“When people focus on means, they find their lives meaningless. But to the degree that they focus on ends, they find their lives meaningful.“ – Dr. David Corey

The quote sparked a great reflection penned by Jeff Haanen of the Denver Institute for Faith & Work. He continues:

When people focus their life’s goals not just on money, titles, and power, but even on noble goals like activism for a social cause, they mistake means for ends and find happiness fleeting. It becomes a life of constant “more” – more impact, more influence, more wealth. Yet they fail to realize that those should have been mere “means” toward a greater “end.”

Lately I have an opportunity to reflect on idolatry. I know, it sounds like such a strange idea for this  time and age, but what else would you call something that you put your trust in for your sense of meaning, purpose, significance, and worth?  If that something isn’t a Someone, the object of that misplaced faith is a counterfeit god, …an idol.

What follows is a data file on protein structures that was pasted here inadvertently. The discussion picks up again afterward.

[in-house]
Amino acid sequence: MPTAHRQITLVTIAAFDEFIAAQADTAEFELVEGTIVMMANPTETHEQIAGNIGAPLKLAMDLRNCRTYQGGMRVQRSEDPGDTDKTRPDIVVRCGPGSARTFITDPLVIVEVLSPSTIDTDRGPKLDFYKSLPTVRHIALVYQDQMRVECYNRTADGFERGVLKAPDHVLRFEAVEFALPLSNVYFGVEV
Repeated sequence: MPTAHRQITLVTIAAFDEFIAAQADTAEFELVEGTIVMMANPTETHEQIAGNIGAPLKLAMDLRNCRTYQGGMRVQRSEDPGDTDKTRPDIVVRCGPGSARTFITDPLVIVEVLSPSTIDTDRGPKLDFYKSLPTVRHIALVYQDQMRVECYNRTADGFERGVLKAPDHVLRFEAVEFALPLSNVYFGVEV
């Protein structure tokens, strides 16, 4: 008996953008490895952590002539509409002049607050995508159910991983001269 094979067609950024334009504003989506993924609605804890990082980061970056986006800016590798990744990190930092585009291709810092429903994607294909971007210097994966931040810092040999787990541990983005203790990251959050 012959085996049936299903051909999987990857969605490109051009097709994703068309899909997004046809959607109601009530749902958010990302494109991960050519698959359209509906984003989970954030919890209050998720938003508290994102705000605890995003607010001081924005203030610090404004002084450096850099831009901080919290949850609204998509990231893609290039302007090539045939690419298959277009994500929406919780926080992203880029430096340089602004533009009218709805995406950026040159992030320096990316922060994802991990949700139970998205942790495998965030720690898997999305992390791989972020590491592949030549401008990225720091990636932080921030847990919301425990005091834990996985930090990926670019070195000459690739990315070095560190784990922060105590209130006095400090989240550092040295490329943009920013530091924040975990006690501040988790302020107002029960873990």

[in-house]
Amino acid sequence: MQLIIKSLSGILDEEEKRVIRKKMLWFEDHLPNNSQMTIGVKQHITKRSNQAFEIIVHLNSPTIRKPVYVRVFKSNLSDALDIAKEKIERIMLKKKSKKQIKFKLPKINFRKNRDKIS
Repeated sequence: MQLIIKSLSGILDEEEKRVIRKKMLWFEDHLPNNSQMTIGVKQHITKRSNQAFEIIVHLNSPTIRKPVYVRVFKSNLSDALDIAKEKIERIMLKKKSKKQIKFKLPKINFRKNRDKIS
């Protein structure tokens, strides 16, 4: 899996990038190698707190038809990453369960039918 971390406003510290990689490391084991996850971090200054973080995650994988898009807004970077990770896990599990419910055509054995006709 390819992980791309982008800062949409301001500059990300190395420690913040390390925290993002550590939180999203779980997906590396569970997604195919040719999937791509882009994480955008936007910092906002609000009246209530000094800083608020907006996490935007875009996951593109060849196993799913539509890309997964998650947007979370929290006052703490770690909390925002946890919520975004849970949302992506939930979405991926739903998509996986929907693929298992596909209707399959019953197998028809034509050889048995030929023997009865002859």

I learned from Tim Keller that an idol is any good thing that is made ultimate.  So of course the pursuit of money, titles, and power as the ultimate object of faith will lead to disappointment. Interestingly, even our activism to “do something for Jesus” can become an inferior end that will not lead to the full and meaningful life.

Read Jeff’s reflections here.  You may also want to take a look at the marvelous resources that the Denver Institute for Faith & Work have curated to help people live redemptively through their work.

Geoff Hsu
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